A second day of ambulance worker strikes is underway across Wales as part of a continuous 72-hour long walkout.
Members from Unite began their industrial action from 00:01 on Monday and will continue as planned for three consecutive days.
It comes after more than half of all ambulance workers in Wales staged the biggest strike to date on Monday, following a long-running dispute over pay.
The offer made by the Welsh Government to health unions was a 1.5% pay increase and a one-off payment of 1.5% of a worker's salary. This is on top of 4.5% already offered workers be backdated to April 2022.
It led to some previous strikes by the GMB union being postponed during the negotiations, but both Unite and GMB have since rejected the pay offer with the Welsh Government calling it "disappointing" given it was the best it could make.
Ahead of the current round of strikes, patients were warned to expect "high levels of disruption" to the health service by the Welsh Ambulance Service has warned.
Jason Killens Chief Executive of the Welsh Ambulance Service explained: "Members of the public should always call us if they're in doubt about an injury they've got but what I would say they should only call us in a genuinely life-threatening emergency."
Emergency services are still available but everyone has been being urged to use the system "sensibly at this difficult time".
As part of the advice, people are being asked to stock up on prescription medicines and only call 999 (or 111) if it's necessary.
Those needing urgent care are asked to contact their own GP during normal opening hours and to call 111 if it's only absolutely necessary with a likely "lengthy wait for your call". It's expressed that the NHS 111 Wales online website can offer healthcare advice and a symptom checkers that can help.
However, if someone is seriously ill or injured and there is a risk to life, people are told to seek emergency help as usual by calling 999 or attending A&E.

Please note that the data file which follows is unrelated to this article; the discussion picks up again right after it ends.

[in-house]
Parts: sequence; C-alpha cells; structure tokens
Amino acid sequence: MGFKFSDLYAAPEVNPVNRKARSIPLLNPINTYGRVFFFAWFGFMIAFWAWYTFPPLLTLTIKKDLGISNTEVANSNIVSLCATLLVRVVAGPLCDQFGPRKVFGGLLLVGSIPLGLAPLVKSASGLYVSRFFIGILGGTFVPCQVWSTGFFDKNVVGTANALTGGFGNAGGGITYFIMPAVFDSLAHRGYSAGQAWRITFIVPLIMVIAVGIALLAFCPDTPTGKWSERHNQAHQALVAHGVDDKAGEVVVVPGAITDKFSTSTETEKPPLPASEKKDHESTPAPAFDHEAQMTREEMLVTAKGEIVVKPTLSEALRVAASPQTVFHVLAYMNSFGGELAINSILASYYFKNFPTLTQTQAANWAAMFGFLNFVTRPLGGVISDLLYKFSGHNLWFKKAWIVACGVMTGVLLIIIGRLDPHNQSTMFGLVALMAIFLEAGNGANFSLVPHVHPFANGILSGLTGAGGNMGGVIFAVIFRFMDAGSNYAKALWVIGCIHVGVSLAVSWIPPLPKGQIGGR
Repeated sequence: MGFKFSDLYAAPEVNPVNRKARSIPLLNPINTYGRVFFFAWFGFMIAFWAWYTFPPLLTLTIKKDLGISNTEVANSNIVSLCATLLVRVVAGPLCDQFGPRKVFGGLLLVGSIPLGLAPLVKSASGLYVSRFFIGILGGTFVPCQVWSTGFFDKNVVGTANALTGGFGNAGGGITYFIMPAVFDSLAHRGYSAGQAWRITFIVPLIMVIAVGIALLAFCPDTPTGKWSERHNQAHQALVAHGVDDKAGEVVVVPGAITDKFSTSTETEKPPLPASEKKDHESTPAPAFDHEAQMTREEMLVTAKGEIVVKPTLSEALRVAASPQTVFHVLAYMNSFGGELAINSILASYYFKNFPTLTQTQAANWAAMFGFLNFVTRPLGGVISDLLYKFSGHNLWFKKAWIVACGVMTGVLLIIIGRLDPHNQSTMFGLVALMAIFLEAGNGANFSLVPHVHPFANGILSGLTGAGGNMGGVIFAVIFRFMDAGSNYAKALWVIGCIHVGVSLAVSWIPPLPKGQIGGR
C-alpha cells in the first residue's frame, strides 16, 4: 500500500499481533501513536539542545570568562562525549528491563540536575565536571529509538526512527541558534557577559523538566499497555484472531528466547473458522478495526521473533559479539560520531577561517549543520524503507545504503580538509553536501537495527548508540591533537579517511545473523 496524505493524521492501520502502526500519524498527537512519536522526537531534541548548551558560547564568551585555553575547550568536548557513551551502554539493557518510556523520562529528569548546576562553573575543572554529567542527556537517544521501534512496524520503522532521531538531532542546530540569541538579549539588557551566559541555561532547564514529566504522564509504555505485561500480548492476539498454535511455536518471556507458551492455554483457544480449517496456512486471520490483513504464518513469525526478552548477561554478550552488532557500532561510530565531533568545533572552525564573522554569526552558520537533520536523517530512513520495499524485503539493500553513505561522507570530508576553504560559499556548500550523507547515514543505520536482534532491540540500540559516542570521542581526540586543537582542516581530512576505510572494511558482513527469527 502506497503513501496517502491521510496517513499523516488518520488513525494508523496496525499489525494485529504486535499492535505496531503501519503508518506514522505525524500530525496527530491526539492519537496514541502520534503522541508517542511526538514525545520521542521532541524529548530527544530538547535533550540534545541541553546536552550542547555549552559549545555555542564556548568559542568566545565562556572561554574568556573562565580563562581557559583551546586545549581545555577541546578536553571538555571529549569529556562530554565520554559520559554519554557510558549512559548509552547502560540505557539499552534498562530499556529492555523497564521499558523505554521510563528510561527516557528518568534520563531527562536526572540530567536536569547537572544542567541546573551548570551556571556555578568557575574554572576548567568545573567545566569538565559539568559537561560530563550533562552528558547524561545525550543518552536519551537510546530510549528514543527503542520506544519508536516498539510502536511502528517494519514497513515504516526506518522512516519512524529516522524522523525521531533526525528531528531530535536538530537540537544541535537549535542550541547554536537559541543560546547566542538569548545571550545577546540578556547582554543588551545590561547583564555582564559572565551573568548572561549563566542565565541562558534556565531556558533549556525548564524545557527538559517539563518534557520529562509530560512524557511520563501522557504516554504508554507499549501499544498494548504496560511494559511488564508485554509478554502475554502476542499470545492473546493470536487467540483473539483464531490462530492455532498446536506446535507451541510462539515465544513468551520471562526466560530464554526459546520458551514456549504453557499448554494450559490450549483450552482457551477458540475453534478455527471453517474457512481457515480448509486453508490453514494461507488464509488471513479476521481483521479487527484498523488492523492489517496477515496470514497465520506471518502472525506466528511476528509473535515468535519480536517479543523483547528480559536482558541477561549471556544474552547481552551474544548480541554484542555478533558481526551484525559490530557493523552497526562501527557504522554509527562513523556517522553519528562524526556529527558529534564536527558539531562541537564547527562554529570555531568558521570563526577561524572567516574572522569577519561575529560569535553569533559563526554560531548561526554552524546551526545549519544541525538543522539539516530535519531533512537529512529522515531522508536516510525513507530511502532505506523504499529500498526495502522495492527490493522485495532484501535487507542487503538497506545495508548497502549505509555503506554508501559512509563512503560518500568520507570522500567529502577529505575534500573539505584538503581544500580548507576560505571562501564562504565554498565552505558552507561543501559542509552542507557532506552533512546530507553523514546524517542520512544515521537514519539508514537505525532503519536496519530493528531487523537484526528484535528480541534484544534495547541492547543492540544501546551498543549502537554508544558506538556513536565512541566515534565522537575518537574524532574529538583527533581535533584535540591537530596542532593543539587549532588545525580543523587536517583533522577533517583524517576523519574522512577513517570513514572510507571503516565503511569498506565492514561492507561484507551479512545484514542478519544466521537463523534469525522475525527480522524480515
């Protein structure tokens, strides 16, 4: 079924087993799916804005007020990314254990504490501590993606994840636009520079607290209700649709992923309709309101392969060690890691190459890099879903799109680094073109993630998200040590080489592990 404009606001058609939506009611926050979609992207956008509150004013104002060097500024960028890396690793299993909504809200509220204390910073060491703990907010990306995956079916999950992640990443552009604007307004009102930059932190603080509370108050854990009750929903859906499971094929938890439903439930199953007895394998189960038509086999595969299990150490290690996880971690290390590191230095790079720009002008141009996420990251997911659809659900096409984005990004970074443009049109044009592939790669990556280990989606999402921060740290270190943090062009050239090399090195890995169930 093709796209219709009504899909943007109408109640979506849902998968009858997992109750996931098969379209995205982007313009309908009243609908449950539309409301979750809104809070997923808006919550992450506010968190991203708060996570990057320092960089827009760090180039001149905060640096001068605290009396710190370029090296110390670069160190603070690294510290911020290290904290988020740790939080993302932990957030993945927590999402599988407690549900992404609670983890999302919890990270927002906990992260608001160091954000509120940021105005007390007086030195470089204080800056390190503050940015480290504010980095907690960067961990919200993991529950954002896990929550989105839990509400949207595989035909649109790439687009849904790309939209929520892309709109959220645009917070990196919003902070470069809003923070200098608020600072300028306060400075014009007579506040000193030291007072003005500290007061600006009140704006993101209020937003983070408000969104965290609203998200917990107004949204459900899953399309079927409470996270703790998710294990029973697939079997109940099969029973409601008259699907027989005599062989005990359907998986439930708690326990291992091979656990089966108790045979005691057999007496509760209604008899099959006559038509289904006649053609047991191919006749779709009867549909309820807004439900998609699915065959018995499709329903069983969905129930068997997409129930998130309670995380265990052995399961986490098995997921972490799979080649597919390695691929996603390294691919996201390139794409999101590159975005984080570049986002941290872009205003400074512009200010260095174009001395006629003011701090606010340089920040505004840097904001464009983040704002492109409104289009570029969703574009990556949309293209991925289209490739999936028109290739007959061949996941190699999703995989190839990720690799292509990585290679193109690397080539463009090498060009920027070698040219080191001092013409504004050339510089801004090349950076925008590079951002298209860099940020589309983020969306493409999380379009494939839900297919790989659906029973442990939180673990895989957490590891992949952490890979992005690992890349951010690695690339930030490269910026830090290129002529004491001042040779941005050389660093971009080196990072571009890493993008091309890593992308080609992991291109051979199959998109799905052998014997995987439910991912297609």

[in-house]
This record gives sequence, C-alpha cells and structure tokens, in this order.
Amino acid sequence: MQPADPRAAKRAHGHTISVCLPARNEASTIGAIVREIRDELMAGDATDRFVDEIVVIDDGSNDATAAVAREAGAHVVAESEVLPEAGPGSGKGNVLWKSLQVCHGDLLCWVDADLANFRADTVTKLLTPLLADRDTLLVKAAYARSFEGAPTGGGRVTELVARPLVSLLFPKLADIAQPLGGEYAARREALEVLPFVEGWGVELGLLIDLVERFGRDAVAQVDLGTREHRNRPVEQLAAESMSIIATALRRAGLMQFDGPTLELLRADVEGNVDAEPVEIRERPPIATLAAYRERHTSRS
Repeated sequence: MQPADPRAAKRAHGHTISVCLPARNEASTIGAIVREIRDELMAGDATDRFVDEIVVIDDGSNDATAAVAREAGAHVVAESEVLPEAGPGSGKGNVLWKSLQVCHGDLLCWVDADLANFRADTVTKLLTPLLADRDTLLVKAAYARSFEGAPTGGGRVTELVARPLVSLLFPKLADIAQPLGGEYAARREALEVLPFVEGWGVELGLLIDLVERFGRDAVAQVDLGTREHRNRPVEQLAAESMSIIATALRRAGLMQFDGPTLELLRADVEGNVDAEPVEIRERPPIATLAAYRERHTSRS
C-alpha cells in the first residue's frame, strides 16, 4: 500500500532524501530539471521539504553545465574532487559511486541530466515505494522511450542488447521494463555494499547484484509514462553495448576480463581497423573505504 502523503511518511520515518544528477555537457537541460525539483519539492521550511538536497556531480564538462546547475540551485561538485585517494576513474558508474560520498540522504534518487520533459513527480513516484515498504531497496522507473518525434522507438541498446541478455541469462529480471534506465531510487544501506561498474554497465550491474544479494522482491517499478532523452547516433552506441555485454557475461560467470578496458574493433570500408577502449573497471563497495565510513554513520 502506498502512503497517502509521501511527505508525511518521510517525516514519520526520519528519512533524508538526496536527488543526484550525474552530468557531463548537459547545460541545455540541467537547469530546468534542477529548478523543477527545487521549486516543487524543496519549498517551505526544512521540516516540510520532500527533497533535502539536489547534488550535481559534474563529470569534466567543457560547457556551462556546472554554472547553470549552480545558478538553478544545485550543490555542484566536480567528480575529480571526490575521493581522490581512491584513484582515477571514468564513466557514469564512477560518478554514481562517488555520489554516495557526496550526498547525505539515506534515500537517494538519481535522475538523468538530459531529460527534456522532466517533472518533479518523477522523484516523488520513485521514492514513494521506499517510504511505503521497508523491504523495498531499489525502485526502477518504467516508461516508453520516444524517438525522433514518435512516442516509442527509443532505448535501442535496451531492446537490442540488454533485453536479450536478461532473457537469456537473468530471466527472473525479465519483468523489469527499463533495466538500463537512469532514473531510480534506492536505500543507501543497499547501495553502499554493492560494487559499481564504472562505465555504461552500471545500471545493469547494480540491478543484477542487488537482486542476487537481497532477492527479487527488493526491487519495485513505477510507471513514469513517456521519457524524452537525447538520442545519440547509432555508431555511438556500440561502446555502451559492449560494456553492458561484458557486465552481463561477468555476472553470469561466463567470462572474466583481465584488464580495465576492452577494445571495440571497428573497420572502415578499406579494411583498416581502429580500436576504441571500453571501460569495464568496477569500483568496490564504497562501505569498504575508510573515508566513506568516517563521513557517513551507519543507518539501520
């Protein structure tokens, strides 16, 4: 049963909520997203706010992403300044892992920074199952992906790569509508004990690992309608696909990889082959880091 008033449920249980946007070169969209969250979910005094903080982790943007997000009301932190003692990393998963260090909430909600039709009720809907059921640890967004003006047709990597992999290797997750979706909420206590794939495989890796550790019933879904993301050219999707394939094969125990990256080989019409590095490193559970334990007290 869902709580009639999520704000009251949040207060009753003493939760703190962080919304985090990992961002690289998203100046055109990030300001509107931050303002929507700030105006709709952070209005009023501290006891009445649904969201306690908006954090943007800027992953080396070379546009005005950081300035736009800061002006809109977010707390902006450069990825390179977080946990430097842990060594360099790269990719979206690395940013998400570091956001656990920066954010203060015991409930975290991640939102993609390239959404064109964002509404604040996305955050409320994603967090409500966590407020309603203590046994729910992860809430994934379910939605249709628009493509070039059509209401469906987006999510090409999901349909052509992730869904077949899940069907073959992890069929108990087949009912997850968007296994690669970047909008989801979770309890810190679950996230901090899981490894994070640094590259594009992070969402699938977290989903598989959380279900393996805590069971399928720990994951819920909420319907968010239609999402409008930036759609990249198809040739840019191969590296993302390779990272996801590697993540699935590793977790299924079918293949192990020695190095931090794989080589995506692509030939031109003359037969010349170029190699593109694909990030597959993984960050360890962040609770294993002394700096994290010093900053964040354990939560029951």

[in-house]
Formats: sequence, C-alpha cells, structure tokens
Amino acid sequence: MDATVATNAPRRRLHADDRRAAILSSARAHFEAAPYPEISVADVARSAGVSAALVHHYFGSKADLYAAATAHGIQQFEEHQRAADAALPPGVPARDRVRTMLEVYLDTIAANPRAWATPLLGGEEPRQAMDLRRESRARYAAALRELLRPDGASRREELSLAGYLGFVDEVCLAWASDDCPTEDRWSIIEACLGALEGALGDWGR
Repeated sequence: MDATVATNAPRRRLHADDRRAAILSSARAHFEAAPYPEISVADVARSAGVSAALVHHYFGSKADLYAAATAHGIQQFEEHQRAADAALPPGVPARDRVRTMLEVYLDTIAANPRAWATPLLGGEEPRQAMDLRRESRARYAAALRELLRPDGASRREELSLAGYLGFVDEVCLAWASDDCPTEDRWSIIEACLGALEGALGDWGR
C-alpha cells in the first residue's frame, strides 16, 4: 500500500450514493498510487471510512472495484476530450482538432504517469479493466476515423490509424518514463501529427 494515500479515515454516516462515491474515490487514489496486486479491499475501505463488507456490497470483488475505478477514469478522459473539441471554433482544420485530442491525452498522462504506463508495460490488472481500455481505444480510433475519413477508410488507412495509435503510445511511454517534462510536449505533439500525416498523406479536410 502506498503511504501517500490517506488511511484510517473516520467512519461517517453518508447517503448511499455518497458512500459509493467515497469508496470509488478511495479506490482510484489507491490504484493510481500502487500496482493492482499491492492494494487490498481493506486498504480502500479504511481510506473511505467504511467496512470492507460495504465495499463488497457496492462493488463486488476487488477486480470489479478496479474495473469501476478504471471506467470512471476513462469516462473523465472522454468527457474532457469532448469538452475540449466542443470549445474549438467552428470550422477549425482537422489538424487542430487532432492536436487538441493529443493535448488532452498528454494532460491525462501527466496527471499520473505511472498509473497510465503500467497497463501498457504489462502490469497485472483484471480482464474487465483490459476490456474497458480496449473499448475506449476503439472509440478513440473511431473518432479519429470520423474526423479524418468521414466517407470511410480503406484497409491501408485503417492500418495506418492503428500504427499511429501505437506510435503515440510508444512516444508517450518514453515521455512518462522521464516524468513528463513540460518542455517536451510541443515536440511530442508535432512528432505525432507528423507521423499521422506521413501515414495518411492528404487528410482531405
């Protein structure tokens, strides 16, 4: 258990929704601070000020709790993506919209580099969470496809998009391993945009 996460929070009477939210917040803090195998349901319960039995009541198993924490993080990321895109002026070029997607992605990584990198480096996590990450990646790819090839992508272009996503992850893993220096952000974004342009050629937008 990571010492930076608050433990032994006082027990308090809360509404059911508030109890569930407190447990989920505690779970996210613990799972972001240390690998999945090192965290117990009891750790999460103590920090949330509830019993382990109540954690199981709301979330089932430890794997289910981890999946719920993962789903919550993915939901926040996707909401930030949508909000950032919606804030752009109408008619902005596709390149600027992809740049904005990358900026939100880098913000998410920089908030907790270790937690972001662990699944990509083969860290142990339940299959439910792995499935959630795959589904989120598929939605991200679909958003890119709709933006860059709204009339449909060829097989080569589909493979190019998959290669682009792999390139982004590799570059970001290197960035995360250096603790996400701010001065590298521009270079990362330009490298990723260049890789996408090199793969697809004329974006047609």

Patients are advised that any non-emergency patient transport for outpatient journeys that do not fall under exemptions will be cancelled. If patients cannot make their own arrangements to attend their appointment, the advice is to contact their healthcare provider to rearrange their appointment if required.
Services exempt from strike action include all renal dialysis patients, all oncology and related cancer care patients and end of life humanitarian journey (death imminent).
In a statement, a Welsh Government spokesperson said: "We are working with WAST to ensure life-saving and life-maintaining care is provided during the industrial action, patient safety is maintained and disruption is minimised.
"But it is vital that all of us to do all we can to minimise pressure on the ambulance service during the industrial action and consider carefully what activities we take part in. Anyone in immediate danger should call 999 and we encourage people to use the NHS 111 Wales website for health advice where there is no immediate threat to life, or speak to or visit a pharmacist, GP or minor injuries unit."